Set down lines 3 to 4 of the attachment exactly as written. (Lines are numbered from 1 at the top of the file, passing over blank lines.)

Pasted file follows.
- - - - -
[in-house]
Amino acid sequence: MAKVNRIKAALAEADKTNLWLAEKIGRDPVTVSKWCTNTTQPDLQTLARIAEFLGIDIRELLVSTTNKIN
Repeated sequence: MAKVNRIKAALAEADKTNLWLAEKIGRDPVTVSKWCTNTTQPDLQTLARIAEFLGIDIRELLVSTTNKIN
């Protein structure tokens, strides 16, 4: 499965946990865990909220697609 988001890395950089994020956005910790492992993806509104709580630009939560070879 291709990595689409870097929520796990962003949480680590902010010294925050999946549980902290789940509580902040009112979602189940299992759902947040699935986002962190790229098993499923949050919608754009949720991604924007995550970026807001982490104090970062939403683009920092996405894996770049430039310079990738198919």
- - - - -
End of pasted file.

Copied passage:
Repeated sequence: MAKVNRIKAALAEADKTNLWLAEKIGRDPVTVSKWCTNTTQPDLQTLARIAEFLGIDIRELLVSTTNKIN
């Protein structure tokens, strides 16, 4: 499965946990865990909220697609 988001890395950089994020956005910790492992993806509104709580630009939560070879 291709990595689409870097929520796990962003949480680590902010010294925050999946549980902290789940509580902040009112979602189940299992759902947040699935986002962190790229098993499923949050919608754009949720991604924007995550970026807001982490104090970062939403683009920092996405894996770049430039310079990738198919």